The last type of garden to be developed was the stroll garden. Its name explains its use. The garden was built so one could walk leisurely along a path around a pond or lake and view the beautiful sights designed by the landscape artist. It was a garden designed for its beauty alone, not for religious reasons as the two previous types. This type of garden was developed during the Tokugawa period. (1603-1868)
    The most important part of a Japanese garden is its naturalness. The landscape artist designs the garden by attempting to bring all the elements of nature he/she uses into harmony. The artist does not make a copy of nature but an idealized version of nature. Once the garden is built, it must be maintained ritualistically. The plants must be trimmed to perfection to maintain the balance of nature. The three most important materials used in a garden are trees, stones and water. Evergreen trees are chosen because of their color and long life. Stones also represent the timelessness of existence. Water is present, whether it is real or symbolic.
    The Shin Wa En or Friendship Garden, located in the SBS building of California State University Dominguez Hills, was built over an eight month period in 1978. The idea was initialized by a few faculty members and people from the neighboring community. Volunteers from the Gardena Valley Gardener's Association, the Pacific Coast and Los Angeles Chapters of the California Landscape Contractors' Association and the Centinela Chapter of the California Association of Nurseymen lent their time and expertise to the project. The garden was designed by Haruo Yamashiro of Gardena.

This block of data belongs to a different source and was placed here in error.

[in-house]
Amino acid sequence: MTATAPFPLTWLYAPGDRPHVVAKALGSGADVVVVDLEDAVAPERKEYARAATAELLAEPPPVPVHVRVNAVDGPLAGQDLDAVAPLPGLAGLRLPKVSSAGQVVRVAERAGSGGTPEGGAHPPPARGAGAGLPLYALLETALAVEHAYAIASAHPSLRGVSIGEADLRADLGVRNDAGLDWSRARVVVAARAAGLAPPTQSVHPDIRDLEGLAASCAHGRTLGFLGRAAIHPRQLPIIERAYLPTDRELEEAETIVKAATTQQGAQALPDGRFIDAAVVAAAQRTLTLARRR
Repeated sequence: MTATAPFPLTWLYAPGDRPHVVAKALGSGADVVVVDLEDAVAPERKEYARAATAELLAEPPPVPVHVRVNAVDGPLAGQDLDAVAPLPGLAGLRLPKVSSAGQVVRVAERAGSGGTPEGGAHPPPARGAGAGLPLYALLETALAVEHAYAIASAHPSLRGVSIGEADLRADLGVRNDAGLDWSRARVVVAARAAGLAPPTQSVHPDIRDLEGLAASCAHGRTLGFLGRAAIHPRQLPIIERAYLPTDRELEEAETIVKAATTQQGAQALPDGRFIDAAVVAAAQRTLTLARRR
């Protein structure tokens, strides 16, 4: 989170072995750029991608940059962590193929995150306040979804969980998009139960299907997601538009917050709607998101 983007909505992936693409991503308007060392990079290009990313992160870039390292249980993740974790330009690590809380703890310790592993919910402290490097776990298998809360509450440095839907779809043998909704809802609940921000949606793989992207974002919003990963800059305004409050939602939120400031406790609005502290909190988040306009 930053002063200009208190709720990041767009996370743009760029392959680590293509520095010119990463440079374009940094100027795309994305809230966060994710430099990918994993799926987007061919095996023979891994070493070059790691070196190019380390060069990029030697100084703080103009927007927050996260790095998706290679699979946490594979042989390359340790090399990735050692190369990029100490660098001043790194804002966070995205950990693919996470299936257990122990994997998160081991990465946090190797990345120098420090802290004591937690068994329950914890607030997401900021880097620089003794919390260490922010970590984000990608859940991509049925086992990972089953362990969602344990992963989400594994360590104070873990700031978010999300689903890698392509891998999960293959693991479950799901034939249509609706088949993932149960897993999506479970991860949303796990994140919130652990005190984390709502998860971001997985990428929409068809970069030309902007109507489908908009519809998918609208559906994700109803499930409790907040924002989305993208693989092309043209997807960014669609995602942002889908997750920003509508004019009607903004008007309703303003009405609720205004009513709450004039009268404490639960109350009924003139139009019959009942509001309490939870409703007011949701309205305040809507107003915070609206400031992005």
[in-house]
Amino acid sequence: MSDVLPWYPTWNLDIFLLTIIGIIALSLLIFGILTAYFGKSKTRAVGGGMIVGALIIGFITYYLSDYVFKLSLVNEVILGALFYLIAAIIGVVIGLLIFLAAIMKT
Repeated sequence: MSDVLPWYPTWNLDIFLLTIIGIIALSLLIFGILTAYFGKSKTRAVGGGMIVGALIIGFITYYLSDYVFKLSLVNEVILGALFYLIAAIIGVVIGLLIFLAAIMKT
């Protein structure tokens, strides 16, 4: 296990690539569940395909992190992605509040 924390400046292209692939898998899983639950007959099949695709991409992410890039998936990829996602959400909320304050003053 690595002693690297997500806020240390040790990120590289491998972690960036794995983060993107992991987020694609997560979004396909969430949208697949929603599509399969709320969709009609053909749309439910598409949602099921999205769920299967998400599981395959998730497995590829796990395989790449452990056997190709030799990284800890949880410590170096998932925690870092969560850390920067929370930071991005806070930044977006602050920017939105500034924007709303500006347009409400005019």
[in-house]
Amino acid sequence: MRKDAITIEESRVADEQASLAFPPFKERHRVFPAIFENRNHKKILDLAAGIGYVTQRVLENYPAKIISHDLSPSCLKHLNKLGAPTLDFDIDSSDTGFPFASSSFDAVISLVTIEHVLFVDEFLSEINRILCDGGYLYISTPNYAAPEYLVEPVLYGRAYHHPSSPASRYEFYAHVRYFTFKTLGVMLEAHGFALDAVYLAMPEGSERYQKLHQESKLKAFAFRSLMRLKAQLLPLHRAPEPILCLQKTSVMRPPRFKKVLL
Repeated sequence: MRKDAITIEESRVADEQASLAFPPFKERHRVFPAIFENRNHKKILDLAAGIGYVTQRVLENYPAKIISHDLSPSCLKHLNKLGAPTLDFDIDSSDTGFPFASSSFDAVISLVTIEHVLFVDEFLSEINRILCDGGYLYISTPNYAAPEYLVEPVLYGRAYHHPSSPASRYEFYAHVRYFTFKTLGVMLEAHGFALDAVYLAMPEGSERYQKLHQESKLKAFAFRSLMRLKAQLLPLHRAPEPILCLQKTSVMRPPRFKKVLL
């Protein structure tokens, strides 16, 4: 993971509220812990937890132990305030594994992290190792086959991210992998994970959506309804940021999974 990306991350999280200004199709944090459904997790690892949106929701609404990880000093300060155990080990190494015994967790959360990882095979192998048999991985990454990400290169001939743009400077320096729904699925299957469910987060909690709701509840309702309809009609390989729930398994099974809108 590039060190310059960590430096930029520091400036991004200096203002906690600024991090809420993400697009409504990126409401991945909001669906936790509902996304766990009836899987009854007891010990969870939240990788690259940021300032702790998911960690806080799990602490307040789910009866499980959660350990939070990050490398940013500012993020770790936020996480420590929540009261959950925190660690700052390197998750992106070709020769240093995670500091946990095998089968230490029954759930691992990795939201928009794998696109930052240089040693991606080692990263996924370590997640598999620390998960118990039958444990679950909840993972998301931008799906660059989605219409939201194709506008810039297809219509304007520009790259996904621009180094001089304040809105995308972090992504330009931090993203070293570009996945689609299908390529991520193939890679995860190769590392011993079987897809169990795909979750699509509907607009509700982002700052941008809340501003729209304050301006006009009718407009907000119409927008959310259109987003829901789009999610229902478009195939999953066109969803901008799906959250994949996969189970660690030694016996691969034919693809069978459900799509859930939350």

The garden is crafted in the Zen style of beauty and simplicity. The balance of greenery, rocks and water makes the garden a tranquil respite on the campus grounds. The teahouse is constructed of cedar and redwood and makes a beautiful background for various campus and community events. Honor awards ceremonies and other special occasion events are often held here. The stage can also be used by performers such as musicians, dancers and speakers.
    During the Spring Break in 1998, volunteers participating in Campus Clean-Up Day came together to clean, repair and paint the Friendship Garden. Some of the volunteers included members of ASIA@CSUDH, Friends of Asian-Pacific Studies, faculty and staff. In addition to the materials found in the archives, there is an archive web page that has a link to materials from the Japanese Garden.